She suddenly became very sleepy. In my experience, this is a trauma reaction that happens when people remember in the present going into a strong past trauma experience (when the car was jolted forward, she thought she would die and spaced out). Now, she was very sleepy. (level 10) When asked where she experienced it in her body she noticed it in her upper body and head. We tapped on the feeling of overwhelm, shock and “sleepy feeling in my upper body and head when I looked back and saw the car coming fast.” After the round of tapping, she reported the sleepiness had increased somewhere during the tapping, like a strong wave, and then decreased.
We focused on “looking for an out,” and not seeing a way out. The sleepiness got worse.
“Even though a part of me is really overwhelmed and just wants to go to sleep, I deeply and completely accept myself.” She realized she was critical of herself for blanking out. “Even though I put myself down for blanking out, I acknowledge and appreciate that part of me that needs to blank out.” She said the sleepiness decreased when she acknowledged the part of her that blanks out. (level 4)
She suddenly realized that she blanks out a lot in her life— when her work gets overwhelming and sometimes with clients, when she feels their overwhelm. “Even though I’ve learned to blank out when something is too much for me, I thank myself for figuring out how to deal with overwhelm. I always have the choice to fade out and disappear, to blank out. And maybe I also have the choice not to do something. Maybe blanking out is a sign of not wanting to be present for something and I can choose on purpose not to do it.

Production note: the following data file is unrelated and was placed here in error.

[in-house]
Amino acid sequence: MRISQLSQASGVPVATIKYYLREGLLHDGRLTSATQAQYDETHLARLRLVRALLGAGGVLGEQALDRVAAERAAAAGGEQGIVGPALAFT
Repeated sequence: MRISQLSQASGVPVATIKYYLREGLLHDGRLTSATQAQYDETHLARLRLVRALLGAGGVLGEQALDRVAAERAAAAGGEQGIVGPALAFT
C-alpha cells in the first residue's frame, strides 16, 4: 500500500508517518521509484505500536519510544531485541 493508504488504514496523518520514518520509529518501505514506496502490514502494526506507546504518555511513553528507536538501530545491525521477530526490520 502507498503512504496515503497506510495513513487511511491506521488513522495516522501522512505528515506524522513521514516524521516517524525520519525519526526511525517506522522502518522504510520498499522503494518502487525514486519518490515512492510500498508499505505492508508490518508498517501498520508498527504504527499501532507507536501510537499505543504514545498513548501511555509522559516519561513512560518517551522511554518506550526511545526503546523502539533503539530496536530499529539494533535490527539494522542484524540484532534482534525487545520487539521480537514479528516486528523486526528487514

She told me that she thought about suicide regularly as a child. It seemed like a “way of taking care of myself.” We tapped on “even though when I was a child, so many times it was deeply painful and a part of me wanted to check out, I deeply and completely love and accept myself. I send my young self love and compassion and remind myself that my life now is good. Even though the accident had that same deeply painful and scary childhood feeling, and a part of me went into that place of wanting to leave the planet, I deeply and completely accept myself.”